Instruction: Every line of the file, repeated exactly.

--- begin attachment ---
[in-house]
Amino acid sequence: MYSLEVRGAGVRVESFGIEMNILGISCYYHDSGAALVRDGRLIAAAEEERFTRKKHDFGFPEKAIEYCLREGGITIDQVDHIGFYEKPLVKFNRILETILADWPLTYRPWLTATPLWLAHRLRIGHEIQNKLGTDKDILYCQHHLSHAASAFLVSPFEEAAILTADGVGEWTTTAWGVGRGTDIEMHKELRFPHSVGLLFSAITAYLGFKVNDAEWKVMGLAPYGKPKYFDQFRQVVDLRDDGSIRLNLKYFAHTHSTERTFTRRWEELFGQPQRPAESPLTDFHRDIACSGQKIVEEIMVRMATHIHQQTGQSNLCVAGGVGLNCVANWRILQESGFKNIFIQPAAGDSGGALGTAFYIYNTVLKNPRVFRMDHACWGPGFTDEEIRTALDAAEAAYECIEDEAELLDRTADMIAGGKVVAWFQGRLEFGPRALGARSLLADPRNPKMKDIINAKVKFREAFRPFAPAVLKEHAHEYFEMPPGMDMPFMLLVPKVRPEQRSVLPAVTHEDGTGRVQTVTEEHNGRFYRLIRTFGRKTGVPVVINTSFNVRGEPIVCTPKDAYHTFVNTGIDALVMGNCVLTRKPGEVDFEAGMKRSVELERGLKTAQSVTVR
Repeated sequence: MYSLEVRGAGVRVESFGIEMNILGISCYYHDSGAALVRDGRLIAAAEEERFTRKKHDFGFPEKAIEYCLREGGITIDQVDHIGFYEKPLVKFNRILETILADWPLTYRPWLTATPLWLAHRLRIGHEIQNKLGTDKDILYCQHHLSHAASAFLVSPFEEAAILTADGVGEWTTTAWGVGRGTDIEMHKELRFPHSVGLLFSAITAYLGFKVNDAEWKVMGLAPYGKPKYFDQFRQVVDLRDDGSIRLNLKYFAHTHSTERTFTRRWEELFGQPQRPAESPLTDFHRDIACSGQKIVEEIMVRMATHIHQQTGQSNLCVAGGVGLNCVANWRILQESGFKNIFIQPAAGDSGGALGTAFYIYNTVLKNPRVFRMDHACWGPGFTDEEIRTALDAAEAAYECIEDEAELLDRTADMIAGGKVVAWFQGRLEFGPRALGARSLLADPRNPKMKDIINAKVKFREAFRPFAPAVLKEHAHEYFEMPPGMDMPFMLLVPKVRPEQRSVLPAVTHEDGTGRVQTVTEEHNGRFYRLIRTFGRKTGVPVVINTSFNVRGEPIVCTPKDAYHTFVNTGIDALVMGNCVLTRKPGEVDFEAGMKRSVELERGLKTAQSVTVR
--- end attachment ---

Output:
[in-house]
Amino acid sequence: MYSLEVRGAGVRVESFGIEMNILGISCYYHDSGAALVRDGRLIAAAEEERFTRKKHDFGFPEKAIEYCLREGGITIDQVDHIGFYEKPLVKFNRILETILADWPLTYRPWLTATPLWLAHRLRIGHEIQNKLGTDKDILYCQHHLSHAASAFLVSPFEEAAILTADGVGEWTTTAWGVGRGTDIEMHKELRFPHSVGLLFSAITAYLGFKVNDAEWKVMGLAPYGKPKYFDQFRQVVDLRDDGSIRLNLKYFAHTHSTERTFTRRWEELFGQPQRPAESPLTDFHRDIACSGQKIVEEIMVRMATHIHQQTGQSNLCVAGGVGLNCVANWRILQESGFKNIFIQPAAGDSGGALGTAFYIYNTVLKNPRVFRMDHACWGPGFTDEEIRTALDAAEAAYECIEDEAELLDRTADMIAGGKVVAWFQGRLEFGPRALGARSLLADPRNPKMKDIINAKVKFREAFRPFAPAVLKEHAHEYFEMPPGMDMPFMLLVPKVRPEQRSVLPAVTHEDGTGRVQTVTEEHNGRFYRLIRTFGRKTGVPVVINTSFNVRGEPIVCTPKDAYHTFVNTGIDALVMGNCVLTRKPGEVDFEAGMKRSVELERGLKTAQSVTVR
Repeated sequence: MYSLEVRGAGVRVESFGIEMNILGISCYYHDSGAALVRDGRLIAAAEEERFTRKKHDFGFPEKAIEYCLREGGITIDQVDHIGFYEKPLVKFNRILETILADWPLTYRPWLTATPLWLAHRLRIGHEIQNKLGTDKDILYCQHHLSHAASAFLVSPFEEAAILTADGVGEWTTTAWGVGRGTDIEMHKELRFPHSVGLLFSAITAYLGFKVNDAEWKVMGLAPYGKPKYFDQFRQVVDLRDDGSIRLNLKYFAHTHSTERTFTRRWEELFGQPQRPAESPLTDFHRDIACSGQKIVEEIMVRMATHIHQQTGQSNLCVAGGVGLNCVANWRILQESGFKNIFIQPAAGDSGGALGTAFYIYNTVLKNPRVFRMDHACWGPGFTDEEIRTALDAAEAAYECIEDEAELLDRTADMIAGGKVVAWFQGRLEFGPRALGARSLLADPRNPKMKDIINAKVKFREAFRPFAPAVLKEHAHEYFEMPPGMDMPFMLLVPKVRPEQRSVLPAVTHEDGTGRVQTVTEEHNGRFYRLIRTFGRKTGVPVVINTSFNVRGEPIVCTPKDAYHTFVNTGIDALVMGNCVLTRKPGEVDFEAGMKRSVELERGLKTAQSVTVR